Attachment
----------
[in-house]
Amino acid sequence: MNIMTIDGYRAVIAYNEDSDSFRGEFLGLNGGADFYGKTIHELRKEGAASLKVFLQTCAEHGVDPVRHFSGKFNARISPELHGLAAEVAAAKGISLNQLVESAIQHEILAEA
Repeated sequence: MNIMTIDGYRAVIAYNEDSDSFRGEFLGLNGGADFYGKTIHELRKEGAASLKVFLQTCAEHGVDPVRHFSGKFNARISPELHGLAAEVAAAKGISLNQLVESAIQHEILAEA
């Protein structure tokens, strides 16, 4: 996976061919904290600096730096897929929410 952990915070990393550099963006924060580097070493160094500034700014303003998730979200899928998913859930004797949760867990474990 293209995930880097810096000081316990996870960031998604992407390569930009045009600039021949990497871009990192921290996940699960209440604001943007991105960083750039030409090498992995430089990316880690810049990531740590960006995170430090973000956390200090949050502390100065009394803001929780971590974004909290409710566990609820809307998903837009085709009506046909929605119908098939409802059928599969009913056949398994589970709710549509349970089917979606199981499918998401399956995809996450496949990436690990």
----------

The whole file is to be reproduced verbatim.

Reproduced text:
[in-house]
Amino acid sequence: MNIMTIDGYRAVIAYNEDSDSFRGEFLGLNGGADFYGKTIHELRKEGAASLKVFLQTCAEHGVDPVRHFSGKFNARISPELHGLAAEVAAAKGISLNQLVESAIQHEILAEA
Repeated sequence: MNIMTIDGYRAVIAYNEDSDSFRGEFLGLNGGADFYGKTIHELRKEGAASLKVFLQTCAEHGVDPVRHFSGKFNARISPELHGLAAEVAAAKGISLNQLVESAIQHEILAEA
């Protein structure tokens, strides 16, 4: 996976061919904290600096730096897929929410 952990915070990393550099963006924060580097070493160094500034700014303003998730979200899928998913859930004797949760867990474990 293209995930880097810096000081316990996870960031998604992407390569930009045009600039021949990497871009990192921290996940699960209440604001943007991105960083750039030409090498992995430089990316880690810049990531740590960006995170430090973000956390200090949050502390100065009394803001929780971590974004909290409710566990609820809307998903837009085709009506046909929605119908098939409802059928599969009913056949398994589970709710549509349970089917979606199981499918998401399956995809996450496949990436690990």